Citing New York City Mayor Michael R. Bloomberg's testimony during the U.S. Senate confirmation hearings of 2nd Circuit Judge Sonia Sotomayor, a federal judge on Wednesday ordered the mayor to attend a three-hour deposition in a discrimination case claiming that two entry-level tests for city firefighters were flawed.
Bloomberg's remarks at the Senate Judiciary Committee's hearing on Sotomayor's nomination to the U.S. Supreme Court indicated that he had a "personal involvement in the events at issue" in the discrimination case, Eastern District of New York Judge Nicholas G. Garaufis concluded in United States v. City of New York, 07-cv-2067.
Connie Pankratz, a spokeswoman for the Corporation Counsel's Office, said the city "intends to honor the court's order."
Last month, Garaufis found that the two tests, which controlled the Fire Department's hiring of new firefighters from 1999 to 2008, had a disparate impact on black and Hispanic applicants.
During the confirmation hearing, opponents of Sotomayor's appointment questioned her qualifications based on her participation in an unsigned 2nd Circuit ruling upholding the decision of officials in New Haven, Conn., to throw out the results of a firefighter test because no blacks had passed it.
The Supreme Court in June reversed the 2nd Circuit, finding in Ricci v. DeStefano, 129 S.Ct. 2658, that New Haven's discarding of the results discriminated against white applicants who had passed the exam.
In his July 16 testimony in Washington, D.C., Bloomberg referred to the lawsuit against the city after stating that he disagreed with the way New Haven officials had handled that city's test.
The mayor added that he had chosen to fight the suit against New York City.
"I think that in fact the tests were job related and were consistent with business necessity," he said. However, he also endorsed Sotomayor's nomination.
About a week after the confirmation hearing, Garaufis ruled in the New York City case that the tests administered by the Fire Department in 1999 and 2002 had a disparate impact on blacks and Hispanics.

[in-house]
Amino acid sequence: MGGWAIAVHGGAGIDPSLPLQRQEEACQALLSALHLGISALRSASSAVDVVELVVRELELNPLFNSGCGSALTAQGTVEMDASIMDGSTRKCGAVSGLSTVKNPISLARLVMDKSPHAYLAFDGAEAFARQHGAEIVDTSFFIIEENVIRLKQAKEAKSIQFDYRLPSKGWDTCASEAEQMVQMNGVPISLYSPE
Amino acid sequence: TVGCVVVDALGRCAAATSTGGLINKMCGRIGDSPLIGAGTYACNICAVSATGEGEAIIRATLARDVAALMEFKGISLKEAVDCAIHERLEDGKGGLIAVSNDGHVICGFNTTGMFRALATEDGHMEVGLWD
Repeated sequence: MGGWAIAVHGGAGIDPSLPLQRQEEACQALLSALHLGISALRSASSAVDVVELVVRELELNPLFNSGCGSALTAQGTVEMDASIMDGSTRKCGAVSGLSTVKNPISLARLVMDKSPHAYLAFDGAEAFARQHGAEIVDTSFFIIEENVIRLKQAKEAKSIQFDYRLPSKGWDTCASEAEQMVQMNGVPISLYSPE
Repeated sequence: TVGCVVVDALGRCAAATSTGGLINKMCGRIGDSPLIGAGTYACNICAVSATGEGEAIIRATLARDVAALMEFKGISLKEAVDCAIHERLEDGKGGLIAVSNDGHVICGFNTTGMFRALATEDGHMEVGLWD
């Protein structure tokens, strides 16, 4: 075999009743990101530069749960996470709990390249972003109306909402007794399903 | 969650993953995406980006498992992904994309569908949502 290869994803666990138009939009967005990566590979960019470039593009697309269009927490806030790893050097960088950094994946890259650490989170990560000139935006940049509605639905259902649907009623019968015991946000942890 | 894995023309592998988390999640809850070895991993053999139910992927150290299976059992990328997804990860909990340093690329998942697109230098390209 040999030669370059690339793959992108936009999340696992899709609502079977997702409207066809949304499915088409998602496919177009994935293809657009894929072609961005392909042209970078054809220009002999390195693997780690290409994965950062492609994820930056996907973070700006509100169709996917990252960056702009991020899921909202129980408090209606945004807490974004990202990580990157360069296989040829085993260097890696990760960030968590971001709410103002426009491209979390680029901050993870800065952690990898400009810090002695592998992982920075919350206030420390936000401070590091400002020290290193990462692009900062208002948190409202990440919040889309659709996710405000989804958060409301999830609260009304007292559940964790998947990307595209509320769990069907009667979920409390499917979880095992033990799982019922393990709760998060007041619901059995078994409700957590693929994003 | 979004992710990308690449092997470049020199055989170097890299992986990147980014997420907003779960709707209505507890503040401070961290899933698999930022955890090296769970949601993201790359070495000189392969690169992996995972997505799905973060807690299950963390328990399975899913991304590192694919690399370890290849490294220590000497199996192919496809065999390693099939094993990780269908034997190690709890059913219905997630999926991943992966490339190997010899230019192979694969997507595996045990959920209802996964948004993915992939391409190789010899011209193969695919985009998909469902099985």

According to the plaintiffs expert, the use of the tests resulted in the disqualification or delayed appointment of about 540 minority applicants.
Each test had a threshold score that an applicant had to meet in order to be eligible for appointment. Those who met the threshold were then selected from a list based on their scores.
TWO CRITERIA MET
Garaufis found that the two criteria governing when a high public official could be ordered to attend a deposition had been met: The mayor had information relevant to the case that could not be obtained from any other source and three hours of questioning would not interfere with his official duties.
The mayor has previously been examined at two deposition sessions, lasting a total of eight hours, in a suit brought by 80 women employees of the media company he founded, Bloomberg L.P. The discrimination in that case was alleged to have taken place after Bloomberg left the company to run for mayor in 2001, and he testified as a witness, not a defendant.
The mayor is named as a defendant in the Eastern District case, which was initiated by the U.S. Equal Opportunity Commission in 2007. Garaufis subsequently allowed the Vulcan Society, a professional organization of black firefighters, and three minority firefighters to intervene.
Although Garaufis has ruled that the city tests had a disparate impact, he has yet to determine a second claim that has only been raised by the intervenors: that the use of the two tests reflected an intention on the part of city officials to discriminate.
If the plaintiffs can demonstrate intentional discrimination, they will be able to seek compensatory damages for minority applicants who took the two tests, said Darius Charney, a staff attorney at the Center for Constitutional Rights, who represents the intervenors.
Bloomberg's testimony is needed to prove the intervenors' claim of intentional bias, Charney said. The 2002 test was administered after Bloomberg took office, he added, and the intervenors will seek to elicit information he had as to the tests' discriminatory impact, and why his administration decided to continue using the test.
The city started using a new test in 2008, Charney said.
The finding of disparate impact discrimination permits the plaintiffs to seek a priority in future appointments and an order requiring the city to use a nondiscriminatory process, Charney said.
Pankratz, the Corporation Counsel's spokeswoman, said that discovery has yet to be completed.
A conference with Garaufis is scheduled for this afternoon to chart the course of the litigation.
The city was represented by Georgia Pestana, chief of the Corporation Counsel's labor and employment division, and William Fraenkel and James Lemonedes, both senior counsels.
Special Litigation Counsel Sharon A. Seeley, of the U.S. Justice Department's Civil Rights Division in Washington, D.C., was the lead counsel for the EEOC.